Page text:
git clone wherever tmp && git mv tmp/.git . && rm -rf tmp In other words, moving the .git dir out of a temporary clone seems simpler than cleaning out the working tree of the clone and copying the existing files there. –  Chris Johnsen Mar 22 '11 at 10:45
@ChrisJohnsen: you should have made it into an answer, that's definitely the best way to do it imho –  Stefano Sep 22 '11 at 8:49
@ChrisJohnsen git mv tmp/.git . returns fatal: cannot move directory over file, source=tmp/.git, destination=.git for me. Anyone know what the issue is? –  Dennis Nov 10 '12 at 8:17
@Dennis, It is a typo: that command should be plain mv, not git mv; though this does not explain why you have a .git file already there (containing gitdir: some/path/to/a/git-dir, a “gitfile”; if it were not there, then you would have seen fatal: Not a git repository (or any of the parent directories): .git instead). –  Chris Johnsen Nov 10 '12 at 19:01

Using a temp directory is fine, but this will work if you want to avoid that step. From the root of your working directory:

$ rm -fr .git
$ git init
$ git remote add origin your-git-url
$ git fetch
$ git reset --hard origin/master
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git reset --hard origin/master will remove any local files. –  Mouad Debbar Nov 4 '13 at 5:34
git clone your_repo tmp && mv tmp/.git . && rm -rf tmp && git reset --mixed
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Using git reset --hard will nuke the local file changes, specifically NOT what this OP requested. --mixed should be used instead. –  Caleb May 22 '13 at 16:02
@Caleb thanks, i edited the answer. –  return1.at May 7 '14 at 9:25

There are two approaches to this. Where possible I would start with a clean folder for your new git working directory and then copy your version of things in later. This might look something like*:

mv $dir $dir.orig
git clone $url $dir
rsync -av --delete --exclude '.git' $dir.orig/ $dir/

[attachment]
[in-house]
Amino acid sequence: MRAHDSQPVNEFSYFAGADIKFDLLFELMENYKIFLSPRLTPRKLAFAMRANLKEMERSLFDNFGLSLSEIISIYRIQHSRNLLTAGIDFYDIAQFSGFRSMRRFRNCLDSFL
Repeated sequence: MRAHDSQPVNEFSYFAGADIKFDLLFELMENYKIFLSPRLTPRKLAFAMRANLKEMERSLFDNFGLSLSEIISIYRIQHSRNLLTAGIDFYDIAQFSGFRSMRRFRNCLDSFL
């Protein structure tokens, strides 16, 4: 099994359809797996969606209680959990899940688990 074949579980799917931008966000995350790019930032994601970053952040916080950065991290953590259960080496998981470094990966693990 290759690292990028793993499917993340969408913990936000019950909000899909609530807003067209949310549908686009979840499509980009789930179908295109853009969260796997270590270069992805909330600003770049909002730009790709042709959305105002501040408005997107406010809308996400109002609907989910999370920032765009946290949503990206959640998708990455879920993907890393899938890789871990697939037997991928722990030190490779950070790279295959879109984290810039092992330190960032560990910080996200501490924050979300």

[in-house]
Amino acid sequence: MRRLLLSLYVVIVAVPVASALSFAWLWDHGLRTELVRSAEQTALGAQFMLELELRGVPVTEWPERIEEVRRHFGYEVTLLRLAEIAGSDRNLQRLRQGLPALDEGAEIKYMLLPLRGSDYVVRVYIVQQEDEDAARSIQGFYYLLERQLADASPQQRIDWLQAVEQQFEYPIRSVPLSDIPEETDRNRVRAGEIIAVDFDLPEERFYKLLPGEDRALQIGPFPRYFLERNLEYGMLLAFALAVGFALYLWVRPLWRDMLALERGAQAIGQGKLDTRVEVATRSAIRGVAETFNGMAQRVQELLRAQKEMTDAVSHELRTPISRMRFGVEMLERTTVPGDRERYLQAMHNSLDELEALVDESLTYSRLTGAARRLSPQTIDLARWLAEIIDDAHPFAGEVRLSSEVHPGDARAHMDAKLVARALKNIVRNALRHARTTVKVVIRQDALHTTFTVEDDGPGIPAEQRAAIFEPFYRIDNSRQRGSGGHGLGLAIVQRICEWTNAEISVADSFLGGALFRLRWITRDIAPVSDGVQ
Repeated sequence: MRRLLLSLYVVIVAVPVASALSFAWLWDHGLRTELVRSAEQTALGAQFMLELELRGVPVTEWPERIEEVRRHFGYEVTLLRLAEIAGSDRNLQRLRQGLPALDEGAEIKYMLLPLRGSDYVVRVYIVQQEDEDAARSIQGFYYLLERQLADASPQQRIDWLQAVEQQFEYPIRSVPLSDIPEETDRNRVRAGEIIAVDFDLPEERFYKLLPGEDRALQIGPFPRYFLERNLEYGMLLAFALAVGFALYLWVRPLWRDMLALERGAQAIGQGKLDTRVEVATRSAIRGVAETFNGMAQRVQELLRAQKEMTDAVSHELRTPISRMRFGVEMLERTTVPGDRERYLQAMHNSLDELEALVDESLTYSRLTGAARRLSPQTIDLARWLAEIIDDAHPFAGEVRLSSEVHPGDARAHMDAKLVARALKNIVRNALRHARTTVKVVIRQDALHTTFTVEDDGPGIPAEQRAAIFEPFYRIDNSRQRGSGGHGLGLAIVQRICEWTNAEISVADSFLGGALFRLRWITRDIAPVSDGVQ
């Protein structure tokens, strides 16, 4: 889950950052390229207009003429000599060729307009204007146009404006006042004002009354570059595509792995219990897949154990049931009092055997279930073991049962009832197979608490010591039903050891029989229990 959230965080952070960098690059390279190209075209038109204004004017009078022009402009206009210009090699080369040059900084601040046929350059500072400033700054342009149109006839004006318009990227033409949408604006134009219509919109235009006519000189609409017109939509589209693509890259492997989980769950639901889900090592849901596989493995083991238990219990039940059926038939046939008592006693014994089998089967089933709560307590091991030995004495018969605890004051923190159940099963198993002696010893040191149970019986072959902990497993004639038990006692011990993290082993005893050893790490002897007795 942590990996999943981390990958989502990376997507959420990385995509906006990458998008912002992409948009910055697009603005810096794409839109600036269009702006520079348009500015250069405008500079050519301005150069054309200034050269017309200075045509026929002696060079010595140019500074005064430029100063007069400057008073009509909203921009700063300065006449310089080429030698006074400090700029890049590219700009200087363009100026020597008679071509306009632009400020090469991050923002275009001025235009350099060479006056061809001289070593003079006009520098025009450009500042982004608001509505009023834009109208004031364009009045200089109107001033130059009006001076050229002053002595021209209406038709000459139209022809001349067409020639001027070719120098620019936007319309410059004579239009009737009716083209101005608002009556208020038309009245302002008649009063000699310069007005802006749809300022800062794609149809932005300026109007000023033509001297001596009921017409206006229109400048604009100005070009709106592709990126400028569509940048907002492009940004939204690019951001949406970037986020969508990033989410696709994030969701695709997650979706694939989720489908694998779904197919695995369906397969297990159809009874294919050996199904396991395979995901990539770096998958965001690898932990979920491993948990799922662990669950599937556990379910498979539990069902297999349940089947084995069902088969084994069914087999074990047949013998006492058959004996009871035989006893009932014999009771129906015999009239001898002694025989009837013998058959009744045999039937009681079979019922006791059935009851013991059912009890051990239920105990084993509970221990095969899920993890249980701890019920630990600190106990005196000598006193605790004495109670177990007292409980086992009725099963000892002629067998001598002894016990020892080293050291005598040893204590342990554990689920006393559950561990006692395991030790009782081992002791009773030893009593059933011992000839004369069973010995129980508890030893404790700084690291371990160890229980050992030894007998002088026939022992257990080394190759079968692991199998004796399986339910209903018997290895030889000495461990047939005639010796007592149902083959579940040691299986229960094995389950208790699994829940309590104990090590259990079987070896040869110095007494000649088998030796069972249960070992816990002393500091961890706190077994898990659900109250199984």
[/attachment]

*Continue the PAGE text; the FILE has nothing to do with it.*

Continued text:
rm -rf $dir.orig

At this point you should have a pretty clean working copy with your previous working folder as the current working directory so any changes include file deletions will show up on the radar if you run git status.

On the other hand if you really must do it the other way around, you can get the same result with something like this:

cd $dir
git clone --no-checkout $url tempdir
mv tempdir/.git .
rmdir tempdir
git reset --mixed HEAD

Either way, the first thing I would do is run something like git stash to get a copy of all your local changes set aside, then you can re-apply them and work through which ones you want to get committed.

* Both examples assume you start out on the shell in the parent directory of your project.

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If you are using at least git 1.7.7 (which taught clone the --config option), to turn the current directory into a working copy:

git clone example.com/my.git ./.git --mirror --config core.bare=false

This works by:

  • Cloning the repository into a new .git folder
  • --mirror makes the new clone into a purely metadata folder as .git needs to be
  • --config core.bare=false countermands the implicit bare=true of the --mirror option, thereby allowing the repository to have an associated working directory and act like a normal clone

This obviously won't work if a .git metadata directory already exists in the directory you wish to turn into a working copy.

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Note that this technique will result in the [core] section of the local config including both bare = true and bare = false. More problematic is that it will have the wrong values for the origin remote, with the [remote "origin"] section including mirror = true and a fetch spec that will not work properly with a working copy. After fixing these issues, cloning normally and moving the new working copy's .git will have been more efficient. –  Araxia Aug 15 '14 at 0:14